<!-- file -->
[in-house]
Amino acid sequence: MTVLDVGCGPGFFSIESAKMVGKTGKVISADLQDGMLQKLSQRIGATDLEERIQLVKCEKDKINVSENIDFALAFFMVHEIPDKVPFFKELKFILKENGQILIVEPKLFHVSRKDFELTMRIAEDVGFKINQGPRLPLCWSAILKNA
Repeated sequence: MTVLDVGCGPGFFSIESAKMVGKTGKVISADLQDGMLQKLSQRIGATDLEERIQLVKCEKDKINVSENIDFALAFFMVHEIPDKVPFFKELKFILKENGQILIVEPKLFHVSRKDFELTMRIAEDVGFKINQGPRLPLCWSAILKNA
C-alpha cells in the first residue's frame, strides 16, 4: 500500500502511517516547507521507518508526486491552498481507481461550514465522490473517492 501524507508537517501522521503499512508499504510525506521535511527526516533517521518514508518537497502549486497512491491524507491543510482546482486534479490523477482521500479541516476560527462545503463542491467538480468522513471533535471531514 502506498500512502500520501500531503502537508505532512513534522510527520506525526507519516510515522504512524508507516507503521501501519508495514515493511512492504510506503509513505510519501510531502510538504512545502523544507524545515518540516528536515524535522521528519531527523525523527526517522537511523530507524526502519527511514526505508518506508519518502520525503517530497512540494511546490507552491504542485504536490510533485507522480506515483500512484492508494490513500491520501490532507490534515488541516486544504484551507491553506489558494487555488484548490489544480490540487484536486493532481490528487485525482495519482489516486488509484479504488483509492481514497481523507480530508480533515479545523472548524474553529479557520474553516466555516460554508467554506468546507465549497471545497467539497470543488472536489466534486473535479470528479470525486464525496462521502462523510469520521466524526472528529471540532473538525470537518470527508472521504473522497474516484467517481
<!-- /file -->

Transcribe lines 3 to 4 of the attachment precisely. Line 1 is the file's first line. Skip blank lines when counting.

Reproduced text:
Repeated sequence: MTVLDVGCGPGFFSIESAKMVGKTGKVISADLQDGMLQKLSQRIGATDLEERIQLVKCEKDKINVSENIDFALAFFMVHEIPDKVPFFKELKFILKENGQILIVEPKLFHVSRKDFELTMRIAEDVGFKINQGPRLPLCWSAILKNA
C-alpha cells in the first residue's frame, strides 16, 4: 500500500502511517516547507521507518508526486491552498481507481461550514465522490473517492 501524507508537517501522521503499512508499504510525506521535511527526516533517521518514508518537497502549486497512491491524507491543510482546482486534479490523477482521500479541516476560527462545503463542491467538480468522513471533535471531514 502506498500512502500520501500531503502537508505532512513534522510527520506525526507519516510515522504512524508507516507503521501501519508495514515493511512492504510506503509513505510519501510531502510538504512545502523544507524545515518540516528536515524535522521528519531527523525523527526517522537511523530507524526502519527511514526505508518506508519518502520525503517530497512540494511546490507552491504542485504536490510533485507522480506515483500512484492508494490513500491520501490532507490534515488541516486544504484551507491553506489558494487555488484548490489544480490540487484536486493532481490528487485525482495519482489516486488509484479504488483509492481514497481523507480530508480533515479545523472548524474553529479557520474553516466555516460554508467554506468546507465549497471545497467539497470543488472536489466534486473535479470528479470525486464525496462521502462523510469520521466524526472528529471540532473538525470537518470527508472521504473522497474516484467517481